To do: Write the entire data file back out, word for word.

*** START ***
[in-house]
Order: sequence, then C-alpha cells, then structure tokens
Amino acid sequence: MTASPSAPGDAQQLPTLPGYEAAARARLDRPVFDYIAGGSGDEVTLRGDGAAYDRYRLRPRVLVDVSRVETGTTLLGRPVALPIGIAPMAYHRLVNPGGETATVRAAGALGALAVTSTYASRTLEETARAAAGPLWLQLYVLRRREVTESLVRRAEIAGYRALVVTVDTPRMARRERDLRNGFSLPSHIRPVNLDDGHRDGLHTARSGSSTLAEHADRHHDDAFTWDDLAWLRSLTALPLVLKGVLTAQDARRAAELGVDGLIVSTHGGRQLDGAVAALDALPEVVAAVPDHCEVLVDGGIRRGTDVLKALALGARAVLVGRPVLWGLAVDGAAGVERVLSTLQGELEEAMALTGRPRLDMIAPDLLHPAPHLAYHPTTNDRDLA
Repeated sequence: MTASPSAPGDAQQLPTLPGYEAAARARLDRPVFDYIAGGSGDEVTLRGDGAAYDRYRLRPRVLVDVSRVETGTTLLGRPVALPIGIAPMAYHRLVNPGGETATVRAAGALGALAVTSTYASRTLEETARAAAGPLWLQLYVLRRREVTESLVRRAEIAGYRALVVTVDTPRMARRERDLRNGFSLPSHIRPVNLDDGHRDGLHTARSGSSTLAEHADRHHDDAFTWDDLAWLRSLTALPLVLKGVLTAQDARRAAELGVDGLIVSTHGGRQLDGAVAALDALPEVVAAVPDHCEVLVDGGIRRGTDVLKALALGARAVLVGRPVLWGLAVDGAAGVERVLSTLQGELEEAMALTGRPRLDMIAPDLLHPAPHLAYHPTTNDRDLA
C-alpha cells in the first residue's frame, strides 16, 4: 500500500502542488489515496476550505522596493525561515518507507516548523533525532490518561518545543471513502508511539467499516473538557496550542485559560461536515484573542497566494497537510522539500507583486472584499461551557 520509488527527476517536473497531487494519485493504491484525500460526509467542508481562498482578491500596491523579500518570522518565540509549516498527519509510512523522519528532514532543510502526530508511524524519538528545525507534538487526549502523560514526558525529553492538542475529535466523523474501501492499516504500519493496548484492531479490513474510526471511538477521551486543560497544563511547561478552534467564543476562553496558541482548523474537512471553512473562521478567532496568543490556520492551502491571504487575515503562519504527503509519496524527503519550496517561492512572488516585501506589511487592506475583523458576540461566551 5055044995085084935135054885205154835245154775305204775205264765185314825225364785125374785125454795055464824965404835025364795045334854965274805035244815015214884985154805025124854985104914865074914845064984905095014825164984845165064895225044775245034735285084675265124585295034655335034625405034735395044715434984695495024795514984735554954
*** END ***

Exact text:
[in-house]
Order: sequence, then C-alpha cells, then structure tokens
Amino acid sequence: MTASPSAPGDAQQLPTLPGYEAAARARLDRPVFDYIAGGSGDEVTLRGDGAAYDRYRLRPRVLVDVSRVETGTTLLGRPVALPIGIAPMAYHRLVNPGGETATVRAAGALGALAVTSTYASRTLEETARAAAGPLWLQLYVLRRREVTESLVRRAEIAGYRALVVTVDTPRMARRERDLRNGFSLPSHIRPVNLDDGHRDGLHTARSGSSTLAEHADRHHDDAFTWDDLAWLRSLTALPLVLKGVLTAQDARRAAELGVDGLIVSTHGGRQLDGAVAALDALPEVVAAVPDHCEVLVDGGIRRGTDVLKALALGARAVLVGRPVLWGLAVDGAAGVERVLSTLQGELEEAMALTGRPRLDMIAPDLLHPAPHLAYHPTTNDRDLA
Repeated sequence: MTASPSAPGDAQQLPTLPGYEAAARARLDRPVFDYIAGGSGDEVTLRGDGAAYDRYRLRPRVLVDVSRVETGTTLLGRPVALPIGIAPMAYHRLVNPGGETATVRAAGALGALAVTSTYASRTLEETARAAAGPLWLQLYVLRRREVTESLVRRAEIAGYRALVVTVDTPRMARRERDLRNGFSLPSHIRPVNLDDGHRDGLHTARSGSSTLAEHADRHHDDAFTWDDLAWLRSLTALPLVLKGVLTAQDARRAAELGVDGLIVSTHGGRQLDGAVAALDALPEVVAAVPDHCEVLVDGGIRRGTDVLKALALGARAVLVGRPVLWGLAVDGAAGVERVLSTLQGELEEAMALTGRPRLDMIAPDLLHPAPHLAYHPTTNDRDLA
C-alpha cells in the first residue's frame, strides 16, 4: 500500500502542488489515496476550505522596493525561515518507507516548523533525532490518561518545543471513502508511539467499516473538557496550542485559560461536515484573542497566494497537510522539500507583486472584499461551557 520509488527527476517536473497531487494519485493504491484525500460526509467542508481562498482578491500596491523579500518570522518565540509549516498527519509510512523522519528532514532543510502526530508511524524519538528545525507534538487526549502523560514526558525529553492538542475529535466523523474501501492499516504500519493496548484492531479490513474510526471511538477521551486543560497544563511547561478552534467564543476562553496558541482548523474537512471553512473562521478567532496568543490556520492551502491571504487575515503562519504527503509519496524527503519550496517561492512572488516585501506589511487592506475583523458576540461566551 5055044995085084935135054885205154835245154775305204775205264765185314825225364785125374785125454795055464824965404835025364795045334854965274805035244815015214884985154805025124854985104914865074914845064984905095014825164984845165064895225044775245034735285084675265124585295034655335034625405034735395044715434984695495024795514984735554954